Mediterranean Diet Helps Prevent Heart Attacks

Med diet and strokes

Med diet boosts heart health

In a large study on diet, research has confirmed that the Mediterranean diet can dramatically reduce the risk of stroke, heart attacks and other cardiovascular-related events.

Large diet study on the Med diet

The research was funded by Spain’s Ministry of Health and was published in the New England Journal of Medicine. The researchers conducted a large scale landmark study called the Spanish PREDIMED (PREvención con DIeta MEDiterranea) trial.

The study enrolled 7,447 people between 55 and 80 years of age, of which 57% were women. In a randomized manner, the participants were given either a Mediterranean diet supplemented with mixed nuts, a Mediterranean diet supplemented with extra-virgin olive oil, or a control diet – which included advice to reduce fats according to American Heart Association guidelines.

The participants were followed for an average of 4.8 years during the trial, and their cardiovascular event histories were measured, along with a stratification (a break out) of risk factors to enable a clear understanding of the role of the diet versus other possible factors.

Those who were on the Mediterranean diet with olive oil had a 30% decreased incidence of cardiovascular events. Those on the Med diet with nuts had a 28% decreased incidence of cardiovascular events.

However, within those events were another surprising result. The Mediterranean diet with the mixed nuts – many of which were walnuts – had nearly half the incidence of strokes.

Remember too, that the control group was given low fat advice by physicians according to the American Heart Association guidelines. This means that the control group’s diet was likely better than a typical Western diet. This of course means that the Mediterranean diet is compared to a typical Western diet would show even more dramatic results.

More:  Grapes Protect Against Skin Cancer

Other studies have shown that the Mediterranean diet is not only a heart-healthy diet, but significantly reduces the risk of Alzheimer’s disease and dementia, as reported by Realnatural News in a previous article.

What is the Mediterranean diet?

The Mediterranean diet is rich in grains, fruits and vegetables and low in red meat. This type of diet provides various phytonutrients that provide antioxidant benefits. Oxidative stress has been shown to be at the root of artery disease.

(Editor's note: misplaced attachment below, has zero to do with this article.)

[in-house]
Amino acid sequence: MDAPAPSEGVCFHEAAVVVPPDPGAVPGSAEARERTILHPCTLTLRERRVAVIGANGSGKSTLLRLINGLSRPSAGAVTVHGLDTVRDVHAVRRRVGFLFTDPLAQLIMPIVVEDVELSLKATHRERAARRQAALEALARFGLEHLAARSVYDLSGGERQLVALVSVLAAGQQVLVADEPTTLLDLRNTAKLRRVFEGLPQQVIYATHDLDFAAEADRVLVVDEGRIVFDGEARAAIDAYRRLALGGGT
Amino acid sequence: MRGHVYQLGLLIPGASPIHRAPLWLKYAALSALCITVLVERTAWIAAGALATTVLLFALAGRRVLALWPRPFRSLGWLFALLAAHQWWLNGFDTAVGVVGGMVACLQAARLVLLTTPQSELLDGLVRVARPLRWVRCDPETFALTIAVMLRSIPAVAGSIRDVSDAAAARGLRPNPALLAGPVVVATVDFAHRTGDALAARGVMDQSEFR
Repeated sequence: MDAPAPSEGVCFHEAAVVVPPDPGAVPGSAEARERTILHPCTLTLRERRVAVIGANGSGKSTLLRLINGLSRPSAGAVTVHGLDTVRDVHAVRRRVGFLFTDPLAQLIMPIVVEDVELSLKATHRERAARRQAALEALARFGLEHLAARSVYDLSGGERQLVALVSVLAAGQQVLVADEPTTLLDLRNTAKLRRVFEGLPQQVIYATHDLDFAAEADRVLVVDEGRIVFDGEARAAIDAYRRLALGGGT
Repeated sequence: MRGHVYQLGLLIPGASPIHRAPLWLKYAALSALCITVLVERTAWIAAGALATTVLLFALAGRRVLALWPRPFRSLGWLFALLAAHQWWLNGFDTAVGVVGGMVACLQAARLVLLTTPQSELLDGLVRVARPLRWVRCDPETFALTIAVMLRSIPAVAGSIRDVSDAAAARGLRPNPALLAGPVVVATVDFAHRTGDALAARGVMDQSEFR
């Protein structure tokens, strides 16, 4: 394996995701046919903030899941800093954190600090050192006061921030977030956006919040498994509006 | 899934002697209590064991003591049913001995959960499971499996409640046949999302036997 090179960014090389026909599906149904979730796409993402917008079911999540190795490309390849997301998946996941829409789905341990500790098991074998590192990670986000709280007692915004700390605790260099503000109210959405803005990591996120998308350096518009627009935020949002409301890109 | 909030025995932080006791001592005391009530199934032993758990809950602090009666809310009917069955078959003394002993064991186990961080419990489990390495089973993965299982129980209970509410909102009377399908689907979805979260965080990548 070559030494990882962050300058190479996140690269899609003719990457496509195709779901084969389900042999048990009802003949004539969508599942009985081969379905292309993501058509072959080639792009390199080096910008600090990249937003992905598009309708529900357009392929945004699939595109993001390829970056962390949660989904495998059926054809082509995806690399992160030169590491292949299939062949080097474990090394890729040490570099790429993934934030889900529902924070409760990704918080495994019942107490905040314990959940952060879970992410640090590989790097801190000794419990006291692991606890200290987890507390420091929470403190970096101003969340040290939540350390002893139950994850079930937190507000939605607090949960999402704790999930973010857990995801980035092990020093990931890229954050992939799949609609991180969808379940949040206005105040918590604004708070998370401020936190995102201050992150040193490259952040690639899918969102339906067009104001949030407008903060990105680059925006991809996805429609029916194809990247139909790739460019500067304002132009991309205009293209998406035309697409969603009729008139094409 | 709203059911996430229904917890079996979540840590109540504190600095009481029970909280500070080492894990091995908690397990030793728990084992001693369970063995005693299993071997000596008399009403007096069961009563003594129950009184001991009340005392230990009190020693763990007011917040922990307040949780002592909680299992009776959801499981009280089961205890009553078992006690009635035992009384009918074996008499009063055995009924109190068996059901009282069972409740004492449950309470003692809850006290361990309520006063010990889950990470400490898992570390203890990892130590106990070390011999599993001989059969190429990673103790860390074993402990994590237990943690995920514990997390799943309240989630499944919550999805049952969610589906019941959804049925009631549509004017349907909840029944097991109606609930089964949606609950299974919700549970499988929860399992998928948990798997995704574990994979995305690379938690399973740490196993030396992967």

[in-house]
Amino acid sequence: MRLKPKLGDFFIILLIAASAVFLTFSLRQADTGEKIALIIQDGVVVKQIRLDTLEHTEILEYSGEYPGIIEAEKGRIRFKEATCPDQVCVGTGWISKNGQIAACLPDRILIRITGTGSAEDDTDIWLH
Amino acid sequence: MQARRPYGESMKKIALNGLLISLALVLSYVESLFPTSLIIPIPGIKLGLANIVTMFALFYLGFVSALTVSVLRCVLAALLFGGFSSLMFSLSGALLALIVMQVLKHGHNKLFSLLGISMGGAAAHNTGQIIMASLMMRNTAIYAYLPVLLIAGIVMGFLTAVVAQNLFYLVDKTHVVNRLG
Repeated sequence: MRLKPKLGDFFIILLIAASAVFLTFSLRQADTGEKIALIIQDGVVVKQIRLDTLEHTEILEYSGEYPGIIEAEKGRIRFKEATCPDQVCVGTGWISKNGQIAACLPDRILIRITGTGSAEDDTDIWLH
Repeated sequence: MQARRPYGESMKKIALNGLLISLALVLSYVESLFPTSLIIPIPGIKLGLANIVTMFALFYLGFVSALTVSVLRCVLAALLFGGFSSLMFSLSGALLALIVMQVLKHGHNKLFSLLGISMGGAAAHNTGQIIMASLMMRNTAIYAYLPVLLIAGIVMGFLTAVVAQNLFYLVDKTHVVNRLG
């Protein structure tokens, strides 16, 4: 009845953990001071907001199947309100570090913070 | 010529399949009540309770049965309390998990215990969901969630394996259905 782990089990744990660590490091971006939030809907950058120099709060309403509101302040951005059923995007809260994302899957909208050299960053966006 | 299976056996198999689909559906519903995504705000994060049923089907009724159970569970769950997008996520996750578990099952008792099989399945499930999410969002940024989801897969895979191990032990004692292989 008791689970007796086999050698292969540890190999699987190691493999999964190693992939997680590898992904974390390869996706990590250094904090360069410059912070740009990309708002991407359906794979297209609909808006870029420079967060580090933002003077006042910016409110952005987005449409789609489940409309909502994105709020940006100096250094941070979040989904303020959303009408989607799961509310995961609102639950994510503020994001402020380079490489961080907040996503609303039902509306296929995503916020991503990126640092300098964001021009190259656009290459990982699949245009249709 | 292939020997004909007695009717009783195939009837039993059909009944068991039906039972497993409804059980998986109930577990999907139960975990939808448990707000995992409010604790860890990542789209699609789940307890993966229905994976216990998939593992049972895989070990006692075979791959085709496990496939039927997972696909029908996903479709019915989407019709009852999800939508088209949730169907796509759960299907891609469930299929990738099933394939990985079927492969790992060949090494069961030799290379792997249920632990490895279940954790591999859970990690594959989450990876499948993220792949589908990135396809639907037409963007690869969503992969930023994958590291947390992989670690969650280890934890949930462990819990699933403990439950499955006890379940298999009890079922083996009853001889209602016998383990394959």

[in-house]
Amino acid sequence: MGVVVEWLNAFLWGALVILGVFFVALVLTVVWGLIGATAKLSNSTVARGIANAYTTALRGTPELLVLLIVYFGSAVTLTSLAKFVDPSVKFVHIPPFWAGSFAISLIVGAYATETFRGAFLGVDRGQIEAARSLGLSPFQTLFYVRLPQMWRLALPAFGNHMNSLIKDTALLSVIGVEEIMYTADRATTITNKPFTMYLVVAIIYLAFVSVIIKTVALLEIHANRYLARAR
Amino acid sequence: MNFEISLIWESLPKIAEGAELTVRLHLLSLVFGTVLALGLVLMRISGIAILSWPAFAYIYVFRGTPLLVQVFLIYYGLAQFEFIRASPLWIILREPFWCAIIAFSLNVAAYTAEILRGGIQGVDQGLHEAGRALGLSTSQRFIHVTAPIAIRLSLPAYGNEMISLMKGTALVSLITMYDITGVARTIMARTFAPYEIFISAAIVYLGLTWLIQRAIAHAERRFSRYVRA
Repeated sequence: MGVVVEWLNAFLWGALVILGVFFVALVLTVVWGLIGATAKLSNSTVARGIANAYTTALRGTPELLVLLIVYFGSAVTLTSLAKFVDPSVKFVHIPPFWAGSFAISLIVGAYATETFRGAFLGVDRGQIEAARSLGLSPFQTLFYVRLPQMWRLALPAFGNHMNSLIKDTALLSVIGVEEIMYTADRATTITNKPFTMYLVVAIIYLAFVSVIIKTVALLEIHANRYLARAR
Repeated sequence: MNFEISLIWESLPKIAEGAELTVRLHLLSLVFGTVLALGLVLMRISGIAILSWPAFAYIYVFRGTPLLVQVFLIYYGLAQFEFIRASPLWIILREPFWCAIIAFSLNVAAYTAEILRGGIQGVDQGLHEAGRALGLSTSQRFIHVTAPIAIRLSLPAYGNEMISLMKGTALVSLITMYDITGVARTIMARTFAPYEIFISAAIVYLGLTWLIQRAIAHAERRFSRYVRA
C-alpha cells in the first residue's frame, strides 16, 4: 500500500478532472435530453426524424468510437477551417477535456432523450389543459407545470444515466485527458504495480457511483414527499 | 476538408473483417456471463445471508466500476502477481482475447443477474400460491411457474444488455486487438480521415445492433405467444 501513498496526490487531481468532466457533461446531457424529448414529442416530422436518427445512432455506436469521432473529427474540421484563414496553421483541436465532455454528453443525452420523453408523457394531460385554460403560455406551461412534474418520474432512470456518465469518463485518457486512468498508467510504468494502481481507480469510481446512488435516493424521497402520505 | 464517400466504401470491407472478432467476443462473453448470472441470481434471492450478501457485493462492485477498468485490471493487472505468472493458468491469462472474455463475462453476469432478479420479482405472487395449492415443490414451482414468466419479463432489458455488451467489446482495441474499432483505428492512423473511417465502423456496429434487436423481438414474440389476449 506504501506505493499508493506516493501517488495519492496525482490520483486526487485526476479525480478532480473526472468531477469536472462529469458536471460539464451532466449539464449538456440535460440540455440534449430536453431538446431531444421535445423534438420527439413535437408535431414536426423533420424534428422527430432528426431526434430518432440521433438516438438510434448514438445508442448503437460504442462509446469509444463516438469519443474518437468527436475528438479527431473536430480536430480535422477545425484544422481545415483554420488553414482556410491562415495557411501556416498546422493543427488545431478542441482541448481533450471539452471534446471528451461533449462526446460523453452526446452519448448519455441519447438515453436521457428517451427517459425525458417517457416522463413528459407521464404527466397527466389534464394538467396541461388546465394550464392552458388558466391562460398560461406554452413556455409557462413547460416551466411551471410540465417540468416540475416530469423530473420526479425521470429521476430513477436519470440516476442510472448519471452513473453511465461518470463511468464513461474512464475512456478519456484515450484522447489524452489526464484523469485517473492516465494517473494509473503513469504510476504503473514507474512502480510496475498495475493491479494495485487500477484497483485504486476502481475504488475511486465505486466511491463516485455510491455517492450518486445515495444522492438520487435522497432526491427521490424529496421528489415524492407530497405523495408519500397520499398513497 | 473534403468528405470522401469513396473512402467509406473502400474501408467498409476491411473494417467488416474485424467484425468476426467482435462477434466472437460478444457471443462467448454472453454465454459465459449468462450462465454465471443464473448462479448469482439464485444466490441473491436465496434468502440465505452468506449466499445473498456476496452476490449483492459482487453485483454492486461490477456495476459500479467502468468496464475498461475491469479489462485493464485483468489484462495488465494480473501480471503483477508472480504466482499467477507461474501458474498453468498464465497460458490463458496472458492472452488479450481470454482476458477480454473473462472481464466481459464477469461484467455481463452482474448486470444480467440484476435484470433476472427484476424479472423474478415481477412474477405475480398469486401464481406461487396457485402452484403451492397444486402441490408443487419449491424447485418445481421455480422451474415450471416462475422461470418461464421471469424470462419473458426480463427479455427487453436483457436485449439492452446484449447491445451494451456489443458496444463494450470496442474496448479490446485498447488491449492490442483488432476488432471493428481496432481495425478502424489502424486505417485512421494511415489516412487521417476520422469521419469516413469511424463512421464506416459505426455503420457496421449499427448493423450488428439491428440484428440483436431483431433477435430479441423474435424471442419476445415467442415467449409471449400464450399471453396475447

Both nuts and olive oil provide additional nutrients that are heart healthy – notably omega-3 fatty acids found in walnuts and other nuts, as well as monounsaturated fatty acids in olive oil.

Extra virgin olive oil is oil from olives that have been pressed mechanically at lower heats. This yields fewer radicals and more heat-sensitive polyphenols.

This fact was confirmed in another element of the PREDIMED study, published last month, wherein the researchers found that the polyphenols in olive oil produce increased health benefits in the diets of the more than 7,000 participants. The researchers stated that, “The consumption of olives and olive oil was a differentiating factor in the phenolic profile of this Spanish population compared with other countries.”

The Med diet also helps prevent diabetes according to other research. It also helps prevent cognitive decline.

The Ancestors Diet by Case Adams Naturopath

Learn about the healthiest diet and support this ad-free website.


Estruch R, et al. Primary Prevention of Cardiovascular Disease with a Mediterranean Diet. NE Jour. Med. 2013. Jan 25. DOI: 10.1056/NEJMoa1200303

Tresserra-Rimbau A, Medina-Remón A, Pérez-Jiménez J, Martínez-González MA, Covas MI, Corella D, Salas-Salvadó J, Gómez-Gracia E, Lapetra J, Arós F, Fiol M, Ros E, Serra-Majem L, Pintó X, Muñoz MA, Saez GT, Ruiz-Gutiérrez V, Warnberg J, Estruch R, Lamuela-Raventós RM. Dietary intake and major food sources of polyphenols in a Spanish population at high cardiovascular risk: The PREDIMED study. Nutr Metab Cardiovasc Dis. 2013 Jan 16. doi:pii: S0939-4753(12)00245-1. 10.1016/j.numecd.2012.10.008.

Case Adams is a California Naturopath with a PhD in Natural Health Sciences, and a Board Certified Alternative Medicine Practitioner. He has authored 26 books on natural healing strategies. “My journey into writing about alternative medicine began about 9:30 one evening after I finished with a patient at the clinic I practiced at over a decade ago. I had just spent the last two hours explaining how diet, sleep and other lifestyle choices create health problems and how changes in these, along with certain herbal medicines and other natural strategies can radically yet safely turn our health around. As I drove home that night, I realized this knowledge should be available to more people. So I began writing about health with a mission to reach those who desperately need this information. The strategies in my books and articles are backed by scientific evidence along with wisdom handed down through traditional medicines for thousands of years.”

More:  Tree Nuts Help Prevent Colon Cancer

You may also like...